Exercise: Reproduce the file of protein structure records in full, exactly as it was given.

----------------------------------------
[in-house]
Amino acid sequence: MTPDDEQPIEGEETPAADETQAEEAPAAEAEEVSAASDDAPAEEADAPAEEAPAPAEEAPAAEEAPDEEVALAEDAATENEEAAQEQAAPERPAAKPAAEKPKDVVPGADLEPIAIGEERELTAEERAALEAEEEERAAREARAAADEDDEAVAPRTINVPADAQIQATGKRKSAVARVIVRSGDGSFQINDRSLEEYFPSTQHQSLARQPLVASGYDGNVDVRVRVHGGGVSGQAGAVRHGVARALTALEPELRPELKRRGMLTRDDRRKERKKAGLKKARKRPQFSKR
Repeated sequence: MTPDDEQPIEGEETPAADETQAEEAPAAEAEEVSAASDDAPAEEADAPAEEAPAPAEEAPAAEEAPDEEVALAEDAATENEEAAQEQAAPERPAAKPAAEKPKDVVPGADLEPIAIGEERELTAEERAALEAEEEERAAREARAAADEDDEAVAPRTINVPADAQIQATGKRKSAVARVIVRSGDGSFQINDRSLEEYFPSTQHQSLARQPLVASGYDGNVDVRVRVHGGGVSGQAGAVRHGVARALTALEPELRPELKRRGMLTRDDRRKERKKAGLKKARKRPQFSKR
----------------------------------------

[in-house]
Amino acid sequence: MTPDDEQPIEGEETPAADETQAEEAPAAEAEEVSAASDDAPAEEADAPAEEAPAPAEEAPAAEEAPDEEVALAEDAATENEEAAQEQAAPERPAAKPAAEKPKDVVPGADLEPIAIGEERELTAEERAALEAEEEERAAREARAAADEDDEAVAPRTINVPADAQIQATGKRKSAVARVIVRSGDGSFQINDRSLEEYFPSTQHQSLARQPLVASGYDGNVDVRVRVHGGGVSGQAGAVRHGVARALTALEPELRPELKRRGMLTRDDRRKERKKAGLKKARKRPQFSKR
Repeated sequence: MTPDDEQPIEGEETPAADETQAEEAPAAEAEEVSAASDDAPAEEADAPAEEAPAPAEEAPAAEEAPDEEVALAEDAATENEEAAQEQAAPERPAAKPAAEKPKDVVPGADLEPIAIGEERELTAEERAALEAEEEERAAREARAAADEDDEAVAPRTINVPADAQIQATGKRKSAVARVIVRSGDGSFQINDRSLEEYFPSTQHQSLARQPLVASGYDGNVDVRVRVHGGGVSGQAGAVRHGVARALTALEPELRPELKRRGMLTRDDRRKERKKAGLKKARKRPQFSKR